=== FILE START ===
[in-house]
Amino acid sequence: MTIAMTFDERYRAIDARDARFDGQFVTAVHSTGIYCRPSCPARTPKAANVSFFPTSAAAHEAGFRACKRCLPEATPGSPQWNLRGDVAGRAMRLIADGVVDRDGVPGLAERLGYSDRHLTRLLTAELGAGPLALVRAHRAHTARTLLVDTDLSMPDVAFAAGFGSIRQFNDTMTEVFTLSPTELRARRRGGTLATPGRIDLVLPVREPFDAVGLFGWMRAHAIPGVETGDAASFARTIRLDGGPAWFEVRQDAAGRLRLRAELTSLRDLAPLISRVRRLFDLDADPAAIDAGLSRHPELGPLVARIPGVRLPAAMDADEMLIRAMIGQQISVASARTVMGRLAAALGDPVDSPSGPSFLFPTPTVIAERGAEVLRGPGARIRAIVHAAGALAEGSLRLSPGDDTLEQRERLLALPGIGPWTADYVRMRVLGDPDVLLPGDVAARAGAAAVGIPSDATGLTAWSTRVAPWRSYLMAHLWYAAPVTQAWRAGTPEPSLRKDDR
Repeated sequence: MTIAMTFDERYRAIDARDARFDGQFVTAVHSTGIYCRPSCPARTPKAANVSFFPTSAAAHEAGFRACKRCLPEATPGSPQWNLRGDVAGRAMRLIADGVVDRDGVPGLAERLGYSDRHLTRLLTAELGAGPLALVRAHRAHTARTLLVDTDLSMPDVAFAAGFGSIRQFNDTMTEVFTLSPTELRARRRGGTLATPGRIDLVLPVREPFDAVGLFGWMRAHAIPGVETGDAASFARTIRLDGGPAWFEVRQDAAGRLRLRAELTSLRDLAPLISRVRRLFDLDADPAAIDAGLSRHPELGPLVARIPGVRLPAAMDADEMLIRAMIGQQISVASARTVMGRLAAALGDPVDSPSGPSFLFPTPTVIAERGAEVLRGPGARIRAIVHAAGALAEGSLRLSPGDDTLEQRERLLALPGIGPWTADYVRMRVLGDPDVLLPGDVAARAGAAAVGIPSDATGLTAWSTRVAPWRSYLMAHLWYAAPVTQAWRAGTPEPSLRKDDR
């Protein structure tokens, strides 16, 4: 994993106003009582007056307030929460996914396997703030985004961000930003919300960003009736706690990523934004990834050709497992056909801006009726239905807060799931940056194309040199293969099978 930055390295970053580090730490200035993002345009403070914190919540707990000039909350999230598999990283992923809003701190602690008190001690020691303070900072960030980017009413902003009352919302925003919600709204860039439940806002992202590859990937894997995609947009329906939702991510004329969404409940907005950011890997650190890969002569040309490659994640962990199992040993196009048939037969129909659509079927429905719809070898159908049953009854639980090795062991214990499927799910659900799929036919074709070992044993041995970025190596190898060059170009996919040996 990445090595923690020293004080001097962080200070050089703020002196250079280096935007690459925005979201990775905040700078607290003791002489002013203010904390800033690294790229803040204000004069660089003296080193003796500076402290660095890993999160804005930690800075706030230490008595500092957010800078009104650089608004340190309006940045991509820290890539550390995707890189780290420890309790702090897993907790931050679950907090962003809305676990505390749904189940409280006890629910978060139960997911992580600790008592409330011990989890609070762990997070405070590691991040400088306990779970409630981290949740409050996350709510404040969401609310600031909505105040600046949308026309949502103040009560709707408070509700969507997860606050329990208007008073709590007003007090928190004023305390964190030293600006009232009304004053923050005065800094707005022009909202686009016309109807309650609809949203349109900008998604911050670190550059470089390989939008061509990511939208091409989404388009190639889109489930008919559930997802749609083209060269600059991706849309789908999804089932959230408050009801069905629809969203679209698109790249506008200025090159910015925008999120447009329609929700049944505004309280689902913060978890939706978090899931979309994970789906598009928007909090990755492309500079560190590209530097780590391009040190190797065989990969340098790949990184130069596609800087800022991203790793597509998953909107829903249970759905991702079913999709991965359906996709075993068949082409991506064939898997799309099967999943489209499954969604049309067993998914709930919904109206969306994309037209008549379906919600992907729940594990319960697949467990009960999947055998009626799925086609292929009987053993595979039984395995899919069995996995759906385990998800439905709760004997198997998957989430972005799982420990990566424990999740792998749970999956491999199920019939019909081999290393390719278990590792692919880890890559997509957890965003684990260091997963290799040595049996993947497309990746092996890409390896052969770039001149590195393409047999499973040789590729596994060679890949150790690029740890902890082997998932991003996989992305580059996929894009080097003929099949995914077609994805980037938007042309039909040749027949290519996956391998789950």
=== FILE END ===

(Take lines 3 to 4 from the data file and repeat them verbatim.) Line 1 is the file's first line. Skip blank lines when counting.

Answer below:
Repeated sequence: MTIAMTFDERYRAIDARDARFDGQFVTAVHSTGIYCRPSCPARTPKAANVSFFPTSAAAHEAGFRACKRCLPEATPGSPQWNLRGDVAGRAMRLIADGVVDRDGVPGLAERLGYSDRHLTRLLTAELGAGPLALVRAHRAHTARTLLVDTDLSMPDVAFAAGFGSIRQFNDTMTEVFTLSPTELRARRRGGTLATPGRIDLVLPVREPFDAVGLFGWMRAHAIPGVETGDAASFARTIRLDGGPAWFEVRQDAAGRLRLRAELTSLRDLAPLISRVRRLFDLDADPAAIDAGLSRHPELGPLVARIPGVRLPAAMDADEMLIRAMIGQQISVASARTVMGRLAAALGDPVDSPSGPSFLFPTPTVIAERGAEVLRGPGARIRAIVHAAGALAEGSLRLSPGDDTLEQRERLLALPGIGPWTADYVRMRVLGDPDVLLPGDVAARAGAAAVGIPSDATGLTAWSTRVAPWRSYLMAHLWYAAPVTQAWRAGTPEPSLRKDDR
């Protein structure tokens, strides 16, 4: 994993106003009582007056307030929460996914396997703030985004961000930003919300960003009736706690990523934004990834050709497992056909801006009726239905807060799931940056194309040199293969099978 930055390295970053580090730490200035993002345009403070914190919540707990000039909350999230598999990283992923809003701190602690008190001690020691303070900072960030980017009413902003009352919302925003919600709204860039439940806002992202590859990937894997995609947009329906939702991510004329969404409940907005950011890997650190890969002569040309490659994640962990199992040993196009048939037969129909659509079927429905719809070898159908049953009854639980090795062991214990499927799910659900799929036919074709070992044993041995970025190596190898060059170009996919040996 990445090595923690020293004080001097962080200070050089703020002196250079280096935007690459925005979201990775905040700078607290003791002489002013203010904390800033690294790229803040204000004069660089003296080193003796500076402290660095890993999160804005930690800075706030230490008595500092957010800078009104650089608004340190309006940045991509820290890539550390995707890189780290420890309790702090897993907790931050679950907090962003809305676990505390749904189940409280006890629910978060139960997911992580600790008592409330011990989890609070762990997070405070590691991040400088306990779970409630981290949740409050996350709510404040969401609310600031909505105040600046949308026309949502103040009560709707408070509700969507997860606050329990208007008073709590007003007090928190004023305390964190030293600006009232009304004053923050005065800094707005022009909202686009016309109807309650609809949203349109900008998604911050670190550059470089390989939008061509990511939208091409989404388009190639889109489930008919559930997802749609083209060269600059991706849309789908999804089932959230408050009801069905629809969203679209698109790249506008200025090159910015925008999120447009329609929700049944505004309280689902913060978890939706978090899931979309994970789906598009928007909090990755492309500079560190590209530097780590391009040190190797065989990969340098790949990184130069596609800087800022991203790793597509998953909107829903249970759905991702079913999709991965359906996709075993068949082409991506064939898997799309099967999943489209499954969604049309067993998914709930919904109206969306994309037209008549379906919600992907729940594990319960697949467990009960999947055998009626799925086609292929009987053993595979039984395995899919069995996995759906385990998800439905709760004997198997998957989430972005799982420990990566424990999740792998749970999956491999199920019939019909081999290393390719278990590792692919880890890559997509957890965003684990260091997963290799040595049996993947497309990746092996890409390896052969770039001149590195393409047999499973040789590729596994060679890949150790690029740890902890082997998932991003996989992305580059996929894009080097003929099949995914077609994805980037938007042309039909040749027949290519996956391998789950």